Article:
Follow-up was analyzed until censoring at the date of diagnosis of prostate cancer, death, emigration, other loss to follow-up, or the date at which follow-up ended, defined as the last date at which follow-up data from cancer registries were judged to be complete, or the last date of contact in the German centers that used active follow-up. Incidence rate ratios (IRRs) were calculated using Cox regression. In the model, subjects entered the study at time t0, defined as their age in days at recruitment, and exited the study at time t1, defined as their age in days at prostate cancer incidence or censoring. All results were stratified by center to control for any systematic differences that may occur due to follow-up procedures, questionnaire design and mode of detection between centers. Analyses were also adjusted for height (m), weight (kg) and calibrated energy intake (MJ/day) as continuous variables. These variables were included in the model to control primarily for differences in energy intake and body size, but also to help control for measurement error in the estimated intake of fruits and vegetables, because the errors involved in measuring different dietary components tend to be highly correlated. Tests for linear trend across fifths were calculated by scoring the categories 1 through 5. Various potential confounding variables, including education level, smoking and physical activity, were not clearly associated with prostate cancer risk; these variables were therefore omitted from the final analysis. The data were analyzed using the Stata statistical package, release 7.0 (Stata, College Station, TX).
Table I shows dietary and nondietary characteristics of the men in the 19 centers in 7 countries. Overall, median age at recruitment was 52, ranging from 43 in Bilthoven to 59 in Cambridge. Median height was 1.75 m, ranging from 1.68 in Granada and Murcia to 1.79 in Bilthoven. Median weight was 80 kg, ranging from 74.4 in the Oxford health conscious cohort to 82.3 in Heidelberg.
Table I. Nondietary and Dietary Characteristics of Men in 19 Centers
Number of men
Median (range) age (years)
Median height (m)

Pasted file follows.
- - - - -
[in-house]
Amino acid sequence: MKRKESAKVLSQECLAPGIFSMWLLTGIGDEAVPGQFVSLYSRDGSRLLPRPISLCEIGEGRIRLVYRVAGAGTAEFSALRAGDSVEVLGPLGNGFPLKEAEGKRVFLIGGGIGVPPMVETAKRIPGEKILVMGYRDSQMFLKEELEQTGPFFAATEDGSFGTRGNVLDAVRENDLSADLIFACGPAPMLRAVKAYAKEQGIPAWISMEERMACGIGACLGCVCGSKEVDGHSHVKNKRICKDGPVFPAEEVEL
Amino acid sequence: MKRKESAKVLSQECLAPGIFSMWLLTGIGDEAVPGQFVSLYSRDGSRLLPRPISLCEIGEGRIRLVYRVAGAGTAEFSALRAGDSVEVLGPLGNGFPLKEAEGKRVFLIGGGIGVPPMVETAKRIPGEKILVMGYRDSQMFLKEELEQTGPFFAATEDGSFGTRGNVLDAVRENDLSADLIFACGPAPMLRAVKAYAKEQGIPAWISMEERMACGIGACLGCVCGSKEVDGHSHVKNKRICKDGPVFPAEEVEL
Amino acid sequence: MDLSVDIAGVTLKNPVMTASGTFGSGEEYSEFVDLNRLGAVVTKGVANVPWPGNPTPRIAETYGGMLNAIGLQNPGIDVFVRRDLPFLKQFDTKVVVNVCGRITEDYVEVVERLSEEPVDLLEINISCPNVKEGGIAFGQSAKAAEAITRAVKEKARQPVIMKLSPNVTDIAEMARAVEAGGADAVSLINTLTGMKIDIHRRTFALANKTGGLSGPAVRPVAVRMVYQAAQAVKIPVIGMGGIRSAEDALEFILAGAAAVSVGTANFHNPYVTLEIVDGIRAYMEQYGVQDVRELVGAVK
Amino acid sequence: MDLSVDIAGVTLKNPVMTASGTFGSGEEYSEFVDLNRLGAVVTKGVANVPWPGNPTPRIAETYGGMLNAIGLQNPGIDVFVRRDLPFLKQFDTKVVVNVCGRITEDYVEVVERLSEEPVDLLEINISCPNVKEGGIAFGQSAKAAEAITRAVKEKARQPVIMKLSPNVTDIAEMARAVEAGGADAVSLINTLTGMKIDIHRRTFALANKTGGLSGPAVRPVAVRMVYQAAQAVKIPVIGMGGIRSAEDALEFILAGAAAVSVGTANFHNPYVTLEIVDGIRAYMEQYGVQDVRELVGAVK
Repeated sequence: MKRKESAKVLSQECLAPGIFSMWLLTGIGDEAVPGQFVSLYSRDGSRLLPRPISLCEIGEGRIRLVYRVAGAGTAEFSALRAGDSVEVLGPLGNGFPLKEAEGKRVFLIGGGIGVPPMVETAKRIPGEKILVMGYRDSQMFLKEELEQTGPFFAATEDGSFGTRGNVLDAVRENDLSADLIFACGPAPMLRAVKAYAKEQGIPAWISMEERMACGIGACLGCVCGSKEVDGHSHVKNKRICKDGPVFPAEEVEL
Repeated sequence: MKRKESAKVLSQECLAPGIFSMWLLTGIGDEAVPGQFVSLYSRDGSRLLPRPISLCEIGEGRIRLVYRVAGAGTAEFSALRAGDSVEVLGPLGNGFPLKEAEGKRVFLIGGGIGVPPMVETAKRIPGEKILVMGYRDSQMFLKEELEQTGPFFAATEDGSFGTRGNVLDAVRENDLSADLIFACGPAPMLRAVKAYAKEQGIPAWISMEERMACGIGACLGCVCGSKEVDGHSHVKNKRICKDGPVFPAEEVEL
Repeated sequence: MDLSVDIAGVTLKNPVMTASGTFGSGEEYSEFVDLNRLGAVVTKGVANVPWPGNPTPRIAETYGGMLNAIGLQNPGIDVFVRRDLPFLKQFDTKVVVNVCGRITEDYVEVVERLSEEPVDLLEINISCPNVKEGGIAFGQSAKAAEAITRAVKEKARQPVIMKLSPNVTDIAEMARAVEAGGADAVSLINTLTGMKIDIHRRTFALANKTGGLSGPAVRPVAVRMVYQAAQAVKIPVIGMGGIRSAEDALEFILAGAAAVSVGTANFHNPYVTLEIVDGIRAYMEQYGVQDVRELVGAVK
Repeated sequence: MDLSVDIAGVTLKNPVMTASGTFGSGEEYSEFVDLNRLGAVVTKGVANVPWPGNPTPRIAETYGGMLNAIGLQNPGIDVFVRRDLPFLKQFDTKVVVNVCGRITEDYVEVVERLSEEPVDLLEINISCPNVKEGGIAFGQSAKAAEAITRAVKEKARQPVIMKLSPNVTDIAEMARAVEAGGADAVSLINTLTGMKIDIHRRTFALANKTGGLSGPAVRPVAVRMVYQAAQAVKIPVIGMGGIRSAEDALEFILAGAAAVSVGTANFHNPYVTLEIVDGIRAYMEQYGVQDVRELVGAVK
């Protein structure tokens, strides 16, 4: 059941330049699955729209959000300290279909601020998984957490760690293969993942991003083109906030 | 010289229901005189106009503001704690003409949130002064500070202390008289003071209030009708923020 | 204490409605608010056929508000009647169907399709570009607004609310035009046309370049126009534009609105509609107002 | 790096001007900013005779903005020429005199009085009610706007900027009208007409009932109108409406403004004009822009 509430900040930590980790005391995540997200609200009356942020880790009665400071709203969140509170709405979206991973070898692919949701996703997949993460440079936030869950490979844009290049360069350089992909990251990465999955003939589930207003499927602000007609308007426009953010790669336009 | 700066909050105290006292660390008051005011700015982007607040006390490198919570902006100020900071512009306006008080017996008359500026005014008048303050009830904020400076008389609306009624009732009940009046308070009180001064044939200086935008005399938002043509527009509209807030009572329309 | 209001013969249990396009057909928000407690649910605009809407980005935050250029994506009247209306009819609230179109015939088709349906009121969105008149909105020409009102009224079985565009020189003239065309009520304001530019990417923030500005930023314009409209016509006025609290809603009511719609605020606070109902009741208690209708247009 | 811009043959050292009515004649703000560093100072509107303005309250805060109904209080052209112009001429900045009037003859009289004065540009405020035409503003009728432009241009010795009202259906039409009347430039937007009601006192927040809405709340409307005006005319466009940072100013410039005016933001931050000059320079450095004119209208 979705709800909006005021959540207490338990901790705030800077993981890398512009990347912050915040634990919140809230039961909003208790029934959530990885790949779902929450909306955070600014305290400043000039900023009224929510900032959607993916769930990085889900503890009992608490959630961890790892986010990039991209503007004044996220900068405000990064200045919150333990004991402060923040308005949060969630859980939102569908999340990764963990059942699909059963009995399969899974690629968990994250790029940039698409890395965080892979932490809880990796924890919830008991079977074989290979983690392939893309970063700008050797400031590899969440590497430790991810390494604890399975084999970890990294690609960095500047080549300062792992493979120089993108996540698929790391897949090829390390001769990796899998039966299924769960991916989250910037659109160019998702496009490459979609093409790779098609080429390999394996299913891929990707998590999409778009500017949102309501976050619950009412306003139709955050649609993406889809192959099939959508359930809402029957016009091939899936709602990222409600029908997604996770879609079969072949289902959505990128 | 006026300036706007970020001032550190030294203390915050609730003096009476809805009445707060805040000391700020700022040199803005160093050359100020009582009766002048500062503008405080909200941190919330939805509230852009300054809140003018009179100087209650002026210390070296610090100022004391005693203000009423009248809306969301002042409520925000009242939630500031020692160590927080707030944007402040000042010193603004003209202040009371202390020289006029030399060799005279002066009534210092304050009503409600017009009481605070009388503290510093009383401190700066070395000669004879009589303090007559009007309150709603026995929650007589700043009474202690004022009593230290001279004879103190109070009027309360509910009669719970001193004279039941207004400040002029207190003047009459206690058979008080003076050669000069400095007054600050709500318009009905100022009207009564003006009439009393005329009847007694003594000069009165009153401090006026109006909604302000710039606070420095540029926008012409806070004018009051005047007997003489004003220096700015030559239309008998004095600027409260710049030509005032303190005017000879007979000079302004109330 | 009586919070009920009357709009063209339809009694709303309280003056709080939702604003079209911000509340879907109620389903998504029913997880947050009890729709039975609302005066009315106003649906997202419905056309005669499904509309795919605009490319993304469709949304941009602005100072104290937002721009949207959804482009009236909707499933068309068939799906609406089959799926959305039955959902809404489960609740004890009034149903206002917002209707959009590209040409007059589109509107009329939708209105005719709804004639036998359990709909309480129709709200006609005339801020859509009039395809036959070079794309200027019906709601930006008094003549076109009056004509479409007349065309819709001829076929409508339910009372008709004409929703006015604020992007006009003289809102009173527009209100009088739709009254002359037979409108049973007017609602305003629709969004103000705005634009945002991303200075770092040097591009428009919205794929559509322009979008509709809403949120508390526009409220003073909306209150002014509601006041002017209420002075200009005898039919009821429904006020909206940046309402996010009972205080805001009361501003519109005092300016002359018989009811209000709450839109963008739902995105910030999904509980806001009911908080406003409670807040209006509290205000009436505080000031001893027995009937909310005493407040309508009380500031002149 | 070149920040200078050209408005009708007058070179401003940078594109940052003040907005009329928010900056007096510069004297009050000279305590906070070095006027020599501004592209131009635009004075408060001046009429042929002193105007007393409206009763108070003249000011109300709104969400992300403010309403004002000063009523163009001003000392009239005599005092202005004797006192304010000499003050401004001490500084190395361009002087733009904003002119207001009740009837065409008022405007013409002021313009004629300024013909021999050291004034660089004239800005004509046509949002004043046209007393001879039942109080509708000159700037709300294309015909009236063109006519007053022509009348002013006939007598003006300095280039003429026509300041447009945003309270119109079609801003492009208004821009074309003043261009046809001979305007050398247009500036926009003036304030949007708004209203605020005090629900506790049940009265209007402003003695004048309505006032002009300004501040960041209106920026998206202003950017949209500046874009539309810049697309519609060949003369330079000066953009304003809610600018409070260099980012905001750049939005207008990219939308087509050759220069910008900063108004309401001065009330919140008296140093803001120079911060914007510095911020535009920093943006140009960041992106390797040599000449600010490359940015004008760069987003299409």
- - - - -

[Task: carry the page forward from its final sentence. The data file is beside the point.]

Median weight (kg)
Median calibrated energy intake (MJ/day)
Median calibrated fruit intake (g/day)
Median calibrated vegetable intake (g/day)
Median calibrated fruit and vegetable intake (g/day)
Bilthoven, The Netherlands
San Sebastian, Spain
Oxford general, UK
Oxford health conscious, UK
For both fruits and vegetables, the highest median calibrated intakes are in Murcia in the south of Spain, and the lowest are in Umeå in northern Sweden, with a 4.2-fold difference for fruits and a 3.5-fold difference for vegetables (Table I). Table II shows the mean fruit and vegetable intakes in EPIC-wide fifths of the distribution, estimated from 24-hr recalls in the calibration sample, as these provide a more accurate estimate of variation in dietary intake than values derived from the food frequency questionnaires. Mean intakes in the top fifth of intake were much higher than those in the bottom fifth: 7.7 times higher for fruits, 2.5 times higher for vegetables and 3.7 times higher for total fruits and vegetables combined.
Table II. Mean 24-hr Recall Intakes of Fruits and Vegetables (g/day) within EPIC-Wide Fifths of Intake, Derived from Estimates Based on Food Frequency Questionnaire Measurement
Fifth of intake
Total fruits and vegetables
After an average of 4.8 years of follow-up, there were 1,104 incident cases of prostate cancer among the 130,544 men. The median age at diagnosis of prostate cancer was 66 years (range, 47–91). Relative to Sweden, which had the largest number of cases, the IRRs for prostate cancer in the other countries were Denmark, 0.36 (95% CI = 0.29–0.46); Germany, 0.64 (0.53–0.78); Italy, 0.51 (0.36–0.71); The Netherlands, 0.62 (0.37–1.02); Spain, 0.43 (0.33–0.55); and the United Kingdom, 0.43 (0.36–0.51).
Figure 1 shows the IRRs for prostate cancer in relation to total fruit consumption in individual countries with at least 50 cases of prostate cancer (stratified by center within country) and for all 7 countries together (stratified by center). There was no association between total fruit consumption and prostate cancer risk in any of the individual countries, and no evidence of heterogeneity between countries in the linear association between fruit intake and risk. For all countries together, the IRR for men in the top fifth of fruit intake, compared to men in the bottom fifth of intake, was 1.06 (95% CI = 0.84–1.34), with a p-value for linear trend of 0.741.